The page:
Addressing the risk of carbon leakage: Assessing the EU’s carbon border adjustment mechanism
Published 21 November 2022
Even if theoretically sound, the EU's carbon border adjustment mechanism (CBAM) proposal will likely face significant implementation obstacles. Political resistance from trading partners is already rising, and there are potential legal challenges at the WTO. Correspondingly, it is important for ASEAN and other EU trading partners to deepen their understanding of the CBAM proposal and to generate improvements and possible alternatives.
As countries adopt climate action policies and emissions reduction targets, there is growing concern about “carbon leakage”, where efforts to reduce greenhouse gas emissions in one country can inadvertently result in an increase in high-carbon production or consumption elsewhere. While there is no firm evidence that carbon leakage is currently occurring, policymakers are already considering ways to prevent carbon leakage or limit its impact.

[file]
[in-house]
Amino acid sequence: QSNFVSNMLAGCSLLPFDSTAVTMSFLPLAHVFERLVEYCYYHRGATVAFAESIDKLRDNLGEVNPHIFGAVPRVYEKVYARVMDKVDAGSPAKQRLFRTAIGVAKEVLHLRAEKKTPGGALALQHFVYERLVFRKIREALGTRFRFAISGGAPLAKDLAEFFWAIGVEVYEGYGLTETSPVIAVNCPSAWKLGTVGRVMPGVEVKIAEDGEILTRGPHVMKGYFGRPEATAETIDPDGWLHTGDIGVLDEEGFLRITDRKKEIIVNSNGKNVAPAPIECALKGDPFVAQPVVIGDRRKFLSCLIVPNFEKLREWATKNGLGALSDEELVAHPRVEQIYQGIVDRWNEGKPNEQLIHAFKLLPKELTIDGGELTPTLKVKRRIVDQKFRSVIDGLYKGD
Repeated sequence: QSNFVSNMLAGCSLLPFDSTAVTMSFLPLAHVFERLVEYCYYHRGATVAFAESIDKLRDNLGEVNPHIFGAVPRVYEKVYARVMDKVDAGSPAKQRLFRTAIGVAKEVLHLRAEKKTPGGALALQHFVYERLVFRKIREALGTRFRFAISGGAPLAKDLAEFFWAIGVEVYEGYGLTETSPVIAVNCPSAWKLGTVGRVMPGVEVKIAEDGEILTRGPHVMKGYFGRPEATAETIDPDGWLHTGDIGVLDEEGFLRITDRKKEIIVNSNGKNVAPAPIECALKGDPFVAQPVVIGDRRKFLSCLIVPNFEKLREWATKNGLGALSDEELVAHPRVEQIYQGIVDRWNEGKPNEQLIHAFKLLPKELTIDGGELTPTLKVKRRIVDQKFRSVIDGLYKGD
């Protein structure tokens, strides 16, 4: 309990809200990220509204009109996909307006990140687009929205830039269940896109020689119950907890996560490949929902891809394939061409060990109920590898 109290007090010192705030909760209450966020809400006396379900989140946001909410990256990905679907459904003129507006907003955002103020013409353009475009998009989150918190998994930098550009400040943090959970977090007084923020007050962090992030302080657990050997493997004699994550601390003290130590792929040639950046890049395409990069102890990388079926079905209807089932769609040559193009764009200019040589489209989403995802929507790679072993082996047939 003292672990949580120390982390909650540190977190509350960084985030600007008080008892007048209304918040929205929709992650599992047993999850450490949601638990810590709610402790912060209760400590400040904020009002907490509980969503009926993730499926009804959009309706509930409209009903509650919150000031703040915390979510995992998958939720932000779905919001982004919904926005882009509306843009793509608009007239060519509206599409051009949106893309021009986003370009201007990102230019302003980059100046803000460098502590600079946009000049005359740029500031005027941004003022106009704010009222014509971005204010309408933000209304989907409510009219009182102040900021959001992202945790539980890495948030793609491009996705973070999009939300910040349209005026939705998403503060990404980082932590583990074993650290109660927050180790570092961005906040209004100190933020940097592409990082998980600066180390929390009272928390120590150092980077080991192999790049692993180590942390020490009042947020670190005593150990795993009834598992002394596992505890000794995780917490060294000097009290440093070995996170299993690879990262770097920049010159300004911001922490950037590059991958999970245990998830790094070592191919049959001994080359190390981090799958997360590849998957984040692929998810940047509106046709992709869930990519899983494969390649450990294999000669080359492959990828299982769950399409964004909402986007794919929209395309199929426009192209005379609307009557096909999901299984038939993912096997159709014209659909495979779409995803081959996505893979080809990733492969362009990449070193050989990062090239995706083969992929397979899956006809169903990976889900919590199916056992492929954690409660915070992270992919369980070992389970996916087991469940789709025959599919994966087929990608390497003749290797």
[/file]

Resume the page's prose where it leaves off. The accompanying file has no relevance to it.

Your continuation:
The first mover on this issue is the European Union (EU), which is set to introduce a Carbon Border Adjustment Mechanism (CBAM) from next year, affecting imports of high-carbon goods into the EU. Some of the EU’s trading partners have already expressed concern about the administrative burden needed to comply with the CBAM and have questioned whether the policy is compatible with World Trade Organization (WTO) rules.
This working paper from the Singapore Institute of International Affairs (SIIA) analyses the EU’s forthcoming CBAM policy. The paper first explains the problem of carbon leakage, before looking at the impact of the EU’s CBAM with a focus on its implications for international trade as well as ASEAN and Asian economies. The paper also discusses other approaches to addressing carbon leakage that have been proposed by experts.
The Hinrich Foundation sponsored this SIIA paper.
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